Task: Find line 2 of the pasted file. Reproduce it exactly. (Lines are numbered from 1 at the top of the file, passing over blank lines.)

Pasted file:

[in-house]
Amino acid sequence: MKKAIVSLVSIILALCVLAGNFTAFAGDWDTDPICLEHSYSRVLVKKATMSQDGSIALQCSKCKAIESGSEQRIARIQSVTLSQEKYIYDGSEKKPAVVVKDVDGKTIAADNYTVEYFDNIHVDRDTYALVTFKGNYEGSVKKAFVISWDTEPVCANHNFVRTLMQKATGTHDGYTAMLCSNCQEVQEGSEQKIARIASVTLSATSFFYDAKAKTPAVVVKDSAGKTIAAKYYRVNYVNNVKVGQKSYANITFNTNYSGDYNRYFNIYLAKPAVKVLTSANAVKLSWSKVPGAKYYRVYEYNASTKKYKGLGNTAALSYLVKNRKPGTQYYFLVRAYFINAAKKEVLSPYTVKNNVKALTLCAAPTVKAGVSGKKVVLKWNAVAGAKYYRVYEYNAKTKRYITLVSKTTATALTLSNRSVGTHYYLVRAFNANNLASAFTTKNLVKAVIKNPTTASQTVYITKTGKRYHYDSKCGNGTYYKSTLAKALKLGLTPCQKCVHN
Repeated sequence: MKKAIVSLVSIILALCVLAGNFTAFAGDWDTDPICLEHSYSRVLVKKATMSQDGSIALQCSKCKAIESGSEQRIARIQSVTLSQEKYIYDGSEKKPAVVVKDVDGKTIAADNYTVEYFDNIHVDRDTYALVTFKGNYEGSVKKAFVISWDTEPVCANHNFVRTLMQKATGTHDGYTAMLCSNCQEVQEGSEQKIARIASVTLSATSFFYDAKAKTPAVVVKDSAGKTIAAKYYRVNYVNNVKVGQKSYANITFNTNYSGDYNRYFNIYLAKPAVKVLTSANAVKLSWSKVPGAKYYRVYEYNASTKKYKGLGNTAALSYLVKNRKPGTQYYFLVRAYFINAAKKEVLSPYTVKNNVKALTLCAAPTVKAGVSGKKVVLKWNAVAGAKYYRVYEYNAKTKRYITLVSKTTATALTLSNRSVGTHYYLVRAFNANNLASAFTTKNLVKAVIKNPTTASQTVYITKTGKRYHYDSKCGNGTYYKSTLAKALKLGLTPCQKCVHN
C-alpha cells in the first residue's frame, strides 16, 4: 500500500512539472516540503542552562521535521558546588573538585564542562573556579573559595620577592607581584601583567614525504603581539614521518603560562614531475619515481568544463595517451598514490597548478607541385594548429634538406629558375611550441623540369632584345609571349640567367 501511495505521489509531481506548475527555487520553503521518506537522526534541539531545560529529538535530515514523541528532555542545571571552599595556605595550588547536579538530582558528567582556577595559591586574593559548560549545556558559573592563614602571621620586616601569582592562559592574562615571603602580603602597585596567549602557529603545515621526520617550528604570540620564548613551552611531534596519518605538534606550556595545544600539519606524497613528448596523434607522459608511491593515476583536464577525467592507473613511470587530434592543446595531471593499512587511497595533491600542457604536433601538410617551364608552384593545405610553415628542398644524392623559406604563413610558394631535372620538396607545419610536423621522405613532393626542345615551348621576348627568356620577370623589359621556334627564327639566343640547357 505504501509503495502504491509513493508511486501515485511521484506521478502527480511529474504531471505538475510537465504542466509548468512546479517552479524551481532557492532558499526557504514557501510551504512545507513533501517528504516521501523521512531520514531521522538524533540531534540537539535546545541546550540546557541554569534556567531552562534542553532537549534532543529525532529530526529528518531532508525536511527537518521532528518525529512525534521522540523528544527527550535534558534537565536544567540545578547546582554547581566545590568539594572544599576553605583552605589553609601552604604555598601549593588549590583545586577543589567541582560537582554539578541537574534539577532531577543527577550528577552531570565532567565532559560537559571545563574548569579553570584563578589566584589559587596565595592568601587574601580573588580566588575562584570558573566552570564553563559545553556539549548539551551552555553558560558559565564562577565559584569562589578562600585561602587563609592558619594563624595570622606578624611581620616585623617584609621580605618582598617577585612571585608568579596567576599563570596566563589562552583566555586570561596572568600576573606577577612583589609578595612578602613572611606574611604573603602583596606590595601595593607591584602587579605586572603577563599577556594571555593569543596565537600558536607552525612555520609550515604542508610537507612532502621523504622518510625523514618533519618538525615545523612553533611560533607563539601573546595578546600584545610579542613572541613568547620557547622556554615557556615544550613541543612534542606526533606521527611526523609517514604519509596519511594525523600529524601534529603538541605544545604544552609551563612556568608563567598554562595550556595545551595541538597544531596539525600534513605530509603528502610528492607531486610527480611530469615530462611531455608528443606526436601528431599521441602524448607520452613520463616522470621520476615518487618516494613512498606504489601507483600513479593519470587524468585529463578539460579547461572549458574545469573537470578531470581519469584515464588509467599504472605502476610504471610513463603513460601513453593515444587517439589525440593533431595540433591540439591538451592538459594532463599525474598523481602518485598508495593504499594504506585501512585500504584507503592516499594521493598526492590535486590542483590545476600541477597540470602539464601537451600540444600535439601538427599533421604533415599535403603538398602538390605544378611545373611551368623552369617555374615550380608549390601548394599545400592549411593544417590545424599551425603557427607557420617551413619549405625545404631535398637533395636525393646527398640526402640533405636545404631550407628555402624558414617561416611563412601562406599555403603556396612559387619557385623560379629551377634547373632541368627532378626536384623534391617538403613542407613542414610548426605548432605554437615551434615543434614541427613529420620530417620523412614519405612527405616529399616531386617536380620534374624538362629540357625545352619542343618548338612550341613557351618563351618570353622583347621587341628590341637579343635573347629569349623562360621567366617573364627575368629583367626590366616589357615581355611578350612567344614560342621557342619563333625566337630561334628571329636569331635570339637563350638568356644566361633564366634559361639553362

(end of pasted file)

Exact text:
Amino acid sequence: MKKAIVSLVSIILALCVLAGNFTAFAGDWDTDPICLEHSYSRVLVKKATMSQDGSIALQCSKCKAIESGSEQRIARIQSVTLSQEKYIYDGSEKKPAVVVKDVDGKTIAADNYTVEYFDNIHVDRDTYALVTFKGNYEGSVKKAFVISWDTEPVCANHNFVRTLMQKATGTHDGYTAMLCSNCQEVQEGSEQKIARIASVTLSATSFFYDAKAKTPAVVVKDSAGKTIAAKYYRVNYVNNVKVGQKSYANITFNTNYSGDYNRYFNIYLAKPAVKVLTSANAVKLSWSKVPGAKYYRVYEYNASTKKYKGLGNTAALSYLVKNRKPGTQYYFLVRAYFINAAKKEVLSPYTVKNNVKALTLCAAPTVKAGVSGKKVVLKWNAVAGAKYYRVYEYNAKTKRYITLVSKTTATALTLSNRSVGTHYYLVRAFNANNLASAFTTKNLVKAVIKNPTTASQTVYITKTGKRYHYDSKCGNGTYYKSTLAKALKLGLTPCQKCVHN